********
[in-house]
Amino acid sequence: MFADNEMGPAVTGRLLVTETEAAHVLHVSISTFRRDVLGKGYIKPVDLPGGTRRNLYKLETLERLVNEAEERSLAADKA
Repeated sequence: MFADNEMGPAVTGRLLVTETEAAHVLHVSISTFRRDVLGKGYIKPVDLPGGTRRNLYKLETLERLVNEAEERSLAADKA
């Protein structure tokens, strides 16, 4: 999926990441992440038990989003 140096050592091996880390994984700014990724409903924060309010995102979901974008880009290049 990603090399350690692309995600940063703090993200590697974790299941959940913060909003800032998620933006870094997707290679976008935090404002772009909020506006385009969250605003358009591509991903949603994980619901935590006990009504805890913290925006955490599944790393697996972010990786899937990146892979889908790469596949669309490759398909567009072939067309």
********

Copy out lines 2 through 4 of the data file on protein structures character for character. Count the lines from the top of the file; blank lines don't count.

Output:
Amino acid sequence: MFADNEMGPAVTGRLLVTETEAAHVLHVSISTFRRDVLGKGYIKPVDLPGGTRRNLYKLETLERLVNEAEERSLAADKA
Repeated sequence: MFADNEMGPAVTGRLLVTETEAAHVLHVSISTFRRDVLGKGYIKPVDLPGGTRRNLYKLETLERLVNEAEERSLAADKA
């Protein structure tokens, strides 16, 4: 999926990441992440038990989003 140096050592091996880390994984700014990724409903924060309010995102979901974008880009290049 990603090399350690692309995600940063703090993200590697974790299941959940913060909003800032998620933006870094997707290679976008935090404002772009909020506006385009969250605003358009591509991903949603994980619901935590006990009504805890913290925006955490599944790393697996972010990786899937990146892979889908790469596949669309490759398909567009072939067309």